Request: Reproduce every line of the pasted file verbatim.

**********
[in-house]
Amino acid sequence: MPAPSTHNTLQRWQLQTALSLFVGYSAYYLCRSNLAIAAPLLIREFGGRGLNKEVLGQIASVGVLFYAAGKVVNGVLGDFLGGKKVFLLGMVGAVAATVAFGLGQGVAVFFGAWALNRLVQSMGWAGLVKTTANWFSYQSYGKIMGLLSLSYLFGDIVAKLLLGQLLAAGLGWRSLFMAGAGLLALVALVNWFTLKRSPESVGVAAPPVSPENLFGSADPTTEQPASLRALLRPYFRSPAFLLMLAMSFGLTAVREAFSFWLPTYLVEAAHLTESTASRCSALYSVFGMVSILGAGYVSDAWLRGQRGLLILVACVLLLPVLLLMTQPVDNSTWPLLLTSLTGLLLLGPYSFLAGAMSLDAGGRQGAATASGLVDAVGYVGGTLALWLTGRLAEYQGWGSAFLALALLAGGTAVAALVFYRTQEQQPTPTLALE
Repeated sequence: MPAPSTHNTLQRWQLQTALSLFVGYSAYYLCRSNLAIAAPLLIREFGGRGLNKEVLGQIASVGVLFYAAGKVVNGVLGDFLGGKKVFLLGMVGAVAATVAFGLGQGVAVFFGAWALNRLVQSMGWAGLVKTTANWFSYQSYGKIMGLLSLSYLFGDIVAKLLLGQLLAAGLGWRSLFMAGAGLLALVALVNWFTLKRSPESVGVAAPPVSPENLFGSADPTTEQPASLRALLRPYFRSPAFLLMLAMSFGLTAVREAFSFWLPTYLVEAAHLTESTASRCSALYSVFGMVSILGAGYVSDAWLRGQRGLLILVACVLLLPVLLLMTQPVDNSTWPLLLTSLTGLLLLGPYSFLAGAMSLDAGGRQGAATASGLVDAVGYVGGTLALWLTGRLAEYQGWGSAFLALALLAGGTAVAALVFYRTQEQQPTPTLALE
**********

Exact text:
[in-house]
Amino acid sequence: MPAPSTHNTLQRWQLQTALSLFVGYSAYYLCRSNLAIAAPLLIREFGGRGLNKEVLGQIASVGVLFYAAGKVVNGVLGDFLGGKKVFLLGMVGAVAATVAFGLGQGVAVFFGAWALNRLVQSMGWAGLVKTTANWFSYQSYGKIMGLLSLSYLFGDIVAKLLLGQLLAAGLGWRSLFMAGAGLLALVALVNWFTLKRSPESVGVAAPPVSPENLFGSADPTTEQPASLRALLRPYFRSPAFLLMLAMSFGLTAVREAFSFWLPTYLVEAAHLTESTASRCSALYSVFGMVSILGAGYVSDAWLRGQRGLLILVACVLLLPVLLLMTQPVDNSTWPLLLTSLTGLLLLGPYSFLAGAMSLDAGGRQGAATASGLVDAVGYVGGTLALWLTGRLAEYQGWGSAFLALALLAGGTAVAALVFYRTQEQQPTPTLALE
Repeated sequence: MPAPSTHNTLQRWQLQTALSLFVGYSAYYLCRSNLAIAAPLLIREFGGRGLNKEVLGQIASVGVLFYAAGKVVNGVLGDFLGGKKVFLLGMVGAVAATVAFGLGQGVAVFFGAWALNRLVQSMGWAGLVKTTANWFSYQSYGKIMGLLSLSYLFGDIVAKLLLGQLLAAGLGWRSLFMAGAGLLALVALVNWFTLKRSPESVGVAAPPVSPENLFGSADPTTEQPASLRALLRPYFRSPAFLLMLAMSFGLTAVREAFSFWLPTYLVEAAHLTESTASRCSALYSVFGMVSILGAGYVSDAWLRGQRGLLILVACVLLLPVLLLMTQPVDNSTWPLLLTSLTGLLLLGPYSFLAGAMSLDAGGRQGAATASGLVDAVGYVGGTLALWLTGRLAEYQGWGSAFLALALLAGGTAVAALVFYRTQEQQPTPTLALE